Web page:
Series One: Blog Fifty-Two
There are few things in life that I always do every day. Yet most days I get out and hit the road for a morning run. Sometimes toward the end of a run I will decide to sprint to the end. Sprinting for an old guy looks like a brisk jog for a younger guy, I know. Nonetheless, it feels like a sprint to me. When I’m done, I’m usually bent over as I grab my knees, gasping for air. Slowly, oxygen filling my lungs and helps me to slow my rapid breathing as the hot sun forces trickles of sweat to pour down my face. When I am running and panting for air, sometimes I think about what it will be like when the pain and the discomfort will be over. I fantasize about being in the shower and having this part of my painful day over. Usually, these thoughts are not all that helpful in addressing the moment of discomfort. But my racing heart, the burn in my legs and the gasps for air trigger fantasies of wishing it were over.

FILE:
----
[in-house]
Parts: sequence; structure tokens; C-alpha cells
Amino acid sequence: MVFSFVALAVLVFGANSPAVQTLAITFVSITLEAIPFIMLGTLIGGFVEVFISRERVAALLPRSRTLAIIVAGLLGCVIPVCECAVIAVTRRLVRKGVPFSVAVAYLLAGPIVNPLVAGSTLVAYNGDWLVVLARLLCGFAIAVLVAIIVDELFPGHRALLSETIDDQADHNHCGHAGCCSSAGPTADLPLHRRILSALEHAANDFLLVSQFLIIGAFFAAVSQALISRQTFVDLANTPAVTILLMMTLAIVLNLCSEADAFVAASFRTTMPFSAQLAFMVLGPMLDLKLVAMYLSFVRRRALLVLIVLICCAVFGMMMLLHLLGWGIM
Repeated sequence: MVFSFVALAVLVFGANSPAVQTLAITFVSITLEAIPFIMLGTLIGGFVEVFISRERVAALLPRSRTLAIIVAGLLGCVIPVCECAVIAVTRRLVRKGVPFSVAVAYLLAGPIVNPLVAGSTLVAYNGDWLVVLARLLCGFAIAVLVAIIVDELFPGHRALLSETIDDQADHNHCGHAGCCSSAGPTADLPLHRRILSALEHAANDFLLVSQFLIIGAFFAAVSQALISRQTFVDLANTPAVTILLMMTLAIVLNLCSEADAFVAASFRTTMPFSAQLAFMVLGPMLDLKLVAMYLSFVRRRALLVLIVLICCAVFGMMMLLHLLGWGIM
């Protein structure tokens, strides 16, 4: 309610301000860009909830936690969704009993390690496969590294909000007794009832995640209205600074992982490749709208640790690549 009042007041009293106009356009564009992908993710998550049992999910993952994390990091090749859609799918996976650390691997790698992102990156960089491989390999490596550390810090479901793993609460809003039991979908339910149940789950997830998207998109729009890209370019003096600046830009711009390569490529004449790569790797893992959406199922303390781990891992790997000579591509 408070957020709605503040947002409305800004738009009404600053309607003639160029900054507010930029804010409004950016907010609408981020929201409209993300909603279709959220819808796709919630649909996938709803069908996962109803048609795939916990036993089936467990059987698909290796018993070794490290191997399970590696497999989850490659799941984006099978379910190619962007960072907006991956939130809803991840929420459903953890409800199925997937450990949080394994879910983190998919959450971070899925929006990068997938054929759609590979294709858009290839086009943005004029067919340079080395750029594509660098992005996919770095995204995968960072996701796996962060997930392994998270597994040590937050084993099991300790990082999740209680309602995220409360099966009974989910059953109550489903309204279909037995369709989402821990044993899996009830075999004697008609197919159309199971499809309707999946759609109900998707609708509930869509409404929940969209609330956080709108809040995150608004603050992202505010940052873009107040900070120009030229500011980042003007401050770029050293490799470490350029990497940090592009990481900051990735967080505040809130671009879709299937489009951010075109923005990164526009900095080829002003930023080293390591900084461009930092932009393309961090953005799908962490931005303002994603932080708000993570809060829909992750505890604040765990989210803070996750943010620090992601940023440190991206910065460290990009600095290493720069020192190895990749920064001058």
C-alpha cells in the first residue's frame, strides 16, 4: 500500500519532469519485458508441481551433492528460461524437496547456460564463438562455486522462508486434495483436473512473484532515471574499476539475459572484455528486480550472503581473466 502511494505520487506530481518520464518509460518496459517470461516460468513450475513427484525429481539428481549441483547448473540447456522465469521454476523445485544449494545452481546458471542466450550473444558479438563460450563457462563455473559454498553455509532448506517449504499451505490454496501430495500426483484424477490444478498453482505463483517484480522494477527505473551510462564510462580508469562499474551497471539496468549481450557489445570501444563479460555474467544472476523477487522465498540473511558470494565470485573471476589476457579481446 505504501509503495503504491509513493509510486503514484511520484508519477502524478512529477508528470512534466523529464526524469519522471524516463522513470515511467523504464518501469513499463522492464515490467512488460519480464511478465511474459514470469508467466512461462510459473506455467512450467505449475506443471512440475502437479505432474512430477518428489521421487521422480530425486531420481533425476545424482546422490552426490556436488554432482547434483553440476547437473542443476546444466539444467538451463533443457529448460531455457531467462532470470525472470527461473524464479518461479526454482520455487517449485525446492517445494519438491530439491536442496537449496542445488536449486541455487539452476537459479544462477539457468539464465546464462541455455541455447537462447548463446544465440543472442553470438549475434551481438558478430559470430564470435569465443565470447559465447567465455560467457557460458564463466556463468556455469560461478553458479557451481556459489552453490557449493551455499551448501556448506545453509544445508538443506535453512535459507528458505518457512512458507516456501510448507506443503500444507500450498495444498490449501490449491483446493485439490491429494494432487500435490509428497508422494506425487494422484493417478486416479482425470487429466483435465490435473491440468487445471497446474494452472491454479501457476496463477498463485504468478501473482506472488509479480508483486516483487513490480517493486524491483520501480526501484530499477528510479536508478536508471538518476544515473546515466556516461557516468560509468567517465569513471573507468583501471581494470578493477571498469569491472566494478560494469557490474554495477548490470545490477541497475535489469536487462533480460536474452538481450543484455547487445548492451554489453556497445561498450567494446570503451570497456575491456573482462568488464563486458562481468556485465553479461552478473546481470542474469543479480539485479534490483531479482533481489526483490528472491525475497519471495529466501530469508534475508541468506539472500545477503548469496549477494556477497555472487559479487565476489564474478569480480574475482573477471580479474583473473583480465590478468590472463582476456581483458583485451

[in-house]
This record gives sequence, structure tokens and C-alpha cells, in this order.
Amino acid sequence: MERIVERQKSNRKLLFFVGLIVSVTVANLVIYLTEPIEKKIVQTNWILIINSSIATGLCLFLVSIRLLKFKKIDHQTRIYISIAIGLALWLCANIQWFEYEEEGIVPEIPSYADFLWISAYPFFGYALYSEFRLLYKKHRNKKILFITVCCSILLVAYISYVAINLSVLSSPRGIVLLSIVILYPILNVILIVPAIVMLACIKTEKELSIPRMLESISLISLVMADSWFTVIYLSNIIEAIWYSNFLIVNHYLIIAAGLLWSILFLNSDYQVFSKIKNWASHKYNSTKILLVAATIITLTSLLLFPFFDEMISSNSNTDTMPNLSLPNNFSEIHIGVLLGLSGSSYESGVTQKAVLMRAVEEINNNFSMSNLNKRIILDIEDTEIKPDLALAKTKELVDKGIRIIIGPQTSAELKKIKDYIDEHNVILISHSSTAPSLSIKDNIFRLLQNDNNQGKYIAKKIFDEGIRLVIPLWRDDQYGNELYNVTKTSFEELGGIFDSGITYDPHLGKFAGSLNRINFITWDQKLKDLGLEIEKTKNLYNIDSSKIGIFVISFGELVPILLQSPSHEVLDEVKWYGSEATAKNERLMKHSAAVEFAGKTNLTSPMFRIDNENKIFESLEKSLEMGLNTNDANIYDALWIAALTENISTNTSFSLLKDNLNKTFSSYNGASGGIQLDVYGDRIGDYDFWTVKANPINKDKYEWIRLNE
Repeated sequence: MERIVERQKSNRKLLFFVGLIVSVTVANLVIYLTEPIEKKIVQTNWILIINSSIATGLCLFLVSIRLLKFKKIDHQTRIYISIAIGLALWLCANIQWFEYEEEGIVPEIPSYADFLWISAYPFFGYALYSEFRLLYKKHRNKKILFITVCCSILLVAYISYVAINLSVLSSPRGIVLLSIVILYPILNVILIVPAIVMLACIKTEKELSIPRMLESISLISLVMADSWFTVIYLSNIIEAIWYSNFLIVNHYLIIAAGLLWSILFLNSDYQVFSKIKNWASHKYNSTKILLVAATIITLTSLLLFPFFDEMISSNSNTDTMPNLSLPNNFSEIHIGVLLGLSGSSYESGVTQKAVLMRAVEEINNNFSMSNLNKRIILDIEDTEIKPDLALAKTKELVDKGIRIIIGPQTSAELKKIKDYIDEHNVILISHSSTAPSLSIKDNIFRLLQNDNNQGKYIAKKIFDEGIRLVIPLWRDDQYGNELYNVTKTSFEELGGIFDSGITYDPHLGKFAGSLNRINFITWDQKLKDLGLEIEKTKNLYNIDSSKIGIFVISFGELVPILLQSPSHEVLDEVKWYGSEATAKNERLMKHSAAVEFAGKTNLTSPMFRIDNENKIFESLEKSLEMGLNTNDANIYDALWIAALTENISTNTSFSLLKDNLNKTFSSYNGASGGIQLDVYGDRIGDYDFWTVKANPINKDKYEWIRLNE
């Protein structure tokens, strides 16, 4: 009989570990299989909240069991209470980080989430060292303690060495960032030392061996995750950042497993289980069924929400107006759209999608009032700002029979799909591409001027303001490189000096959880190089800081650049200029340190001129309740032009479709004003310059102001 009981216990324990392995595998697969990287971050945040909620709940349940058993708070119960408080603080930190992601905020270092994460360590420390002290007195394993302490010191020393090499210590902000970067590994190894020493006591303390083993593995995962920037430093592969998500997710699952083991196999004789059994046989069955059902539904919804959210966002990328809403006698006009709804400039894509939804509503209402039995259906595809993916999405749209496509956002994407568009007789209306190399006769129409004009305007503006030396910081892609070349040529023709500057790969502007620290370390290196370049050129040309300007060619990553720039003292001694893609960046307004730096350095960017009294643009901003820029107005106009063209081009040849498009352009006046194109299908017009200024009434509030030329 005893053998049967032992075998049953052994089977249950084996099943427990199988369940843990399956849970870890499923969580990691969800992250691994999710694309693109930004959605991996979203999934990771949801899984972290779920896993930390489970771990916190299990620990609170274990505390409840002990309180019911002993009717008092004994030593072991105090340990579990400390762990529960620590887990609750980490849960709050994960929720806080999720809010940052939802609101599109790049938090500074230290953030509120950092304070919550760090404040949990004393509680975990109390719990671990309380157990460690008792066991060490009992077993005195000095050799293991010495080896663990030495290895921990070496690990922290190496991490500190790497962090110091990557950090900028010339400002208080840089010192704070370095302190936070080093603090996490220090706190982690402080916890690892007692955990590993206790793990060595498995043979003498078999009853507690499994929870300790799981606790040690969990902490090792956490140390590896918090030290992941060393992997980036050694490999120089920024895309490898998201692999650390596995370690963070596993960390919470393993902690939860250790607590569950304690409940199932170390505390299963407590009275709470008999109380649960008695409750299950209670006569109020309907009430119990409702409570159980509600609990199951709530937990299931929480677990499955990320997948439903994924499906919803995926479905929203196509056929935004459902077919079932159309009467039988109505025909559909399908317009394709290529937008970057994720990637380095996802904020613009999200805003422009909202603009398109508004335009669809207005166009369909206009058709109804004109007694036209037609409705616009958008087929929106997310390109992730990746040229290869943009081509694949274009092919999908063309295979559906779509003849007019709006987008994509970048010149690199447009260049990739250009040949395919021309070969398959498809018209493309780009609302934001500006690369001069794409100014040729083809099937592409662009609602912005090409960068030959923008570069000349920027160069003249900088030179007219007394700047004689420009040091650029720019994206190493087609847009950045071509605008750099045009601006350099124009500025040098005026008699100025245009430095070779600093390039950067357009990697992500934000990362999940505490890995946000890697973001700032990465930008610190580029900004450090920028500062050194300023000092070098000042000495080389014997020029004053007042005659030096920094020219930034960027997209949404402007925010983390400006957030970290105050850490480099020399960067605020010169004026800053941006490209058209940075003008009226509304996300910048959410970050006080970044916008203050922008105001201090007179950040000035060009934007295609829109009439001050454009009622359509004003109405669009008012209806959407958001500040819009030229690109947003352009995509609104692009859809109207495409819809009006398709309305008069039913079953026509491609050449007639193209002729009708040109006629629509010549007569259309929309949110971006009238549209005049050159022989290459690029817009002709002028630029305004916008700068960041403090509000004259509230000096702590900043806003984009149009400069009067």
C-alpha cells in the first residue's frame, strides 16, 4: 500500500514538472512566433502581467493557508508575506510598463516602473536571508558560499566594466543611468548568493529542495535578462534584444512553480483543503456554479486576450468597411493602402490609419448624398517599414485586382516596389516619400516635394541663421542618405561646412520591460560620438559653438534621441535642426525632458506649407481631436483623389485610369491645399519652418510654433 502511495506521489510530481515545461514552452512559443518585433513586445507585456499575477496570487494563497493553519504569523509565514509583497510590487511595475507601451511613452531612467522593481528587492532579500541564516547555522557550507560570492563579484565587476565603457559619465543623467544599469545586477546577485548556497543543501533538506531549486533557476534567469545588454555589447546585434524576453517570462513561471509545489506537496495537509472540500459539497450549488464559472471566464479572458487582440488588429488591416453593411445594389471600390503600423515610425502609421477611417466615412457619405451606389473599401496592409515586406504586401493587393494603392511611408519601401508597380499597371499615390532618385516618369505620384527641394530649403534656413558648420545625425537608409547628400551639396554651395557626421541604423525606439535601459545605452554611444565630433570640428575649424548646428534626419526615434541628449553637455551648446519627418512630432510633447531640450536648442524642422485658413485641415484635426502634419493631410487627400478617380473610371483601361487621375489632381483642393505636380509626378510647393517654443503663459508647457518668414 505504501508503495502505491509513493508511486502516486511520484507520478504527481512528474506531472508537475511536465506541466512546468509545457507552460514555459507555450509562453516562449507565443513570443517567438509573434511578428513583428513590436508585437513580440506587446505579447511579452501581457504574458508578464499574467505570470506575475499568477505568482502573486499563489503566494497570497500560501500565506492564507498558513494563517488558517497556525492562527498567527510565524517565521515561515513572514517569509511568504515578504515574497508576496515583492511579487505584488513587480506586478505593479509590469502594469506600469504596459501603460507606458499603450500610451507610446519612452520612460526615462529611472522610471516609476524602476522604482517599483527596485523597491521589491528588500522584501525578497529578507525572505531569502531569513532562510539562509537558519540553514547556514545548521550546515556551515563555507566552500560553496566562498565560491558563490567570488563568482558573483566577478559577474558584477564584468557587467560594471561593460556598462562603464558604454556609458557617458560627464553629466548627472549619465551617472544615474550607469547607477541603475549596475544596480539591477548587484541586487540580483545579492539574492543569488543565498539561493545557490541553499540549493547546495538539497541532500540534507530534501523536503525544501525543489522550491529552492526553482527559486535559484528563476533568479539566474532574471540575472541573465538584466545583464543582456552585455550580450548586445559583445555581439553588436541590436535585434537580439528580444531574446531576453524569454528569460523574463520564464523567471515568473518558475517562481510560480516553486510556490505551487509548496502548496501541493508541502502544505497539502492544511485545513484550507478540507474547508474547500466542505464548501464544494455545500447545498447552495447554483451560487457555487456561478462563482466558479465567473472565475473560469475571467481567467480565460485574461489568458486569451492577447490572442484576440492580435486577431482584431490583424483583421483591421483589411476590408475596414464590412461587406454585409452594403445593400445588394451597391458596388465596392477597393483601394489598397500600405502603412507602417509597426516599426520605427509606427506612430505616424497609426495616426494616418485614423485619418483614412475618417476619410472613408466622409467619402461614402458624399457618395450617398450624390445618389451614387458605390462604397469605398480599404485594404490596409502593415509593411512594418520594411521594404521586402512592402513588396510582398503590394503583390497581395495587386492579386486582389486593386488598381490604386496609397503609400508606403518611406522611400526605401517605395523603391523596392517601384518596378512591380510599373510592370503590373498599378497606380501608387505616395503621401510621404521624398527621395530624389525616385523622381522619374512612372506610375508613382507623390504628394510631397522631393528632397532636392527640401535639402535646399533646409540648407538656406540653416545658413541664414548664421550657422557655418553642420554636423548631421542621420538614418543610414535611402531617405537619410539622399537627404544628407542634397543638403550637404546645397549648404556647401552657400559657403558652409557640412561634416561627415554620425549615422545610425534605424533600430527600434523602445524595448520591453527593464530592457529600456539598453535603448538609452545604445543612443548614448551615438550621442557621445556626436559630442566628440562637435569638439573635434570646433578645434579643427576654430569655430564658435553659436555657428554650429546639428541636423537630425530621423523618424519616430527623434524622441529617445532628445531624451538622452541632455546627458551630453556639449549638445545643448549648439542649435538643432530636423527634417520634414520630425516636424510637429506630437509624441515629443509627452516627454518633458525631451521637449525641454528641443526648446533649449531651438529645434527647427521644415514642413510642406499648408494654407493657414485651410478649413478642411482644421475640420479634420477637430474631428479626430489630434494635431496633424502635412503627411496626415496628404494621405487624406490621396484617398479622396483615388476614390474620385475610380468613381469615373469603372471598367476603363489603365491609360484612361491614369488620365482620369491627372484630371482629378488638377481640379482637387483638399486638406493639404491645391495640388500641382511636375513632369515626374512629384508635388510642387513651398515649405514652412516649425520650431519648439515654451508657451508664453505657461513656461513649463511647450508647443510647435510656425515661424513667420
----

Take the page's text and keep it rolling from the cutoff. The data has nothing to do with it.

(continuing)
My son Sam is an ER nurse. Yesterday, while talking with him on the phone he shared that there was this guy who was admitted to the ER with symptoms of COVID-19. He was gasping for air a lot like I was when I finished my run except where I was able to slow the gasps and moderate my breathing, in panic he was not. It continued unabated requiring medical intervention. No doubt, in desperation, he too, fantasized about catching his illusive breath but was prevented because of the COVID-19 symptoms. I often think of the complaints I read and hear regarding being required to wear a face mask. As best I can gather, the Center for Disease Control (CDC) is reporting that a best practice in addressing this mysterious coronavirus is the exercise of frequently washing your hands combined with wearing a face mask while adhering to social distancing. This is the best known option to avoid COVID-19 exposure suggested by the CDC. It reduces the likelihood of transmission considerably. I told my son of an individual who was objecting to the government requiring that a face mask be worn in public as a threat to his personal freedom. Sam told me that the government is not the only threat to personal freedom, but, that COVID-19 will take away your freedom to breathe, too.